It is not very well known but Oculink connection is basically PCIe over a cable, similar to USB with which it was competing initially. It seems that usb is the future, but until Thunderbolt 5 (USB5?) arrives (with rumored 80/120gb/s speed), the maximum 40gb/s of Thunderbolt 4/USB 4 is not enough to take full advantage of a modern GPU used externally.
Here is where Oculink comes in, as the current version 2 can drive 63gb/s in one direction (4 PCIe lines) and fully take advantage of an external GPU.
So I was hoping someone more knowledgeable would share how hard would it be to add oculink to the Framework 13?
As far as I can see there is the issue of connecting the 4 PCIe lines and the other is where to place the connection physically.
Would it be possible to fix one of the expansion cards, disconnect the 4 lines that usb4 uses and connect them to a fixed Oculink expansion card?
Not possible, these are Thunderbolt lanes and as far as I can see they come from the CPU that way. You can of course get PCIe from Thunderbolt, but you’ll still be limited by the thunderbolt maximum speed.
Are you really sure that going from 40gbps to 63gbps will fix your problem? Even if it were somehow possible to mod the Framework to access PCIe lanes directly, that would be a lot of risk and a lot of work for potential minor speed gain.
Yes, I am sure. You can check several tests done by Youtubers on how the speed limit of Thunderbolt/USB 4 limits the performance of modern GPUs. And how the 60% increase speed of Oculink allows for full speed and barely no difference to the performance of native PCIe.
In fact, one of the main reasons why people are looking towards Thunderbolt 5 is that it will allow full eGPU use. There are numerous posts in eGPU forums about it.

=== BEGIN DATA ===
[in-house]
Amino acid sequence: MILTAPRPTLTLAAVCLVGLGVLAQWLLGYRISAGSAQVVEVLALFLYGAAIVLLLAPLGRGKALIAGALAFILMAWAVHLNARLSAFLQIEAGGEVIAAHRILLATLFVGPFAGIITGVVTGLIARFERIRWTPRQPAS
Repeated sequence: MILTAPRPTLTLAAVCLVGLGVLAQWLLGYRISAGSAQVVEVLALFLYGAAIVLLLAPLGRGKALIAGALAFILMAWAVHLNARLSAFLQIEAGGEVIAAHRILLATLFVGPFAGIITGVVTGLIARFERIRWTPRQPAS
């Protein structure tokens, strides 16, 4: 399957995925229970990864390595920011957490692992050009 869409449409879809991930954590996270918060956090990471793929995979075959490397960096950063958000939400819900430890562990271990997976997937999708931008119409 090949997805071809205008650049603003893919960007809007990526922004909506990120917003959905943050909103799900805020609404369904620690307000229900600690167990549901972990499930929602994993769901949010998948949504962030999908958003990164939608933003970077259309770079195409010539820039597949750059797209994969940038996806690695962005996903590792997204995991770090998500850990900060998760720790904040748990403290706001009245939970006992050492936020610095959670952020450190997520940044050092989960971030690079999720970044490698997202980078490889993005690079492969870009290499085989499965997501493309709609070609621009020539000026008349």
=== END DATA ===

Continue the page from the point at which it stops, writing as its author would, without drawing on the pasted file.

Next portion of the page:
Edit: and not only Oculink is faster, but several Youtubers have found that the compatibility is much better, since it exposes the PCI lines directly without passing by thunderbolt/usb.
I though all the m.2 ports were already in use, by the SSD and by the wifi. Is there a third m.2 port? If that is the case it would make things a lot easier since you can convert a m.2 port directly to Oculink. Then, the only issue would be where to physically expose the Oculink. It could be done occupying one of the usb expansion cards, but ideally someone would come with a more clever solution.
If there is no free m.2 port available then 4 pci lines are needed. Or wait a year or two for Thunderbolt 5 (USB 5?).
I can definitely believe that Thunderbolt limits performance a little bit, but I don’t really see a huge problem that would make such drastic (and infeasible) modding necessary. The reasonable options are to either live with the low performance or to buy a faster laptop or desktop PC.
Yes, however you could just leave out the SSD and/or Wifi and use these slots for your GPU. You could connect the SSD and Wifi (if you don’t use Ethernet) over USB and/or Thunderbolt instead.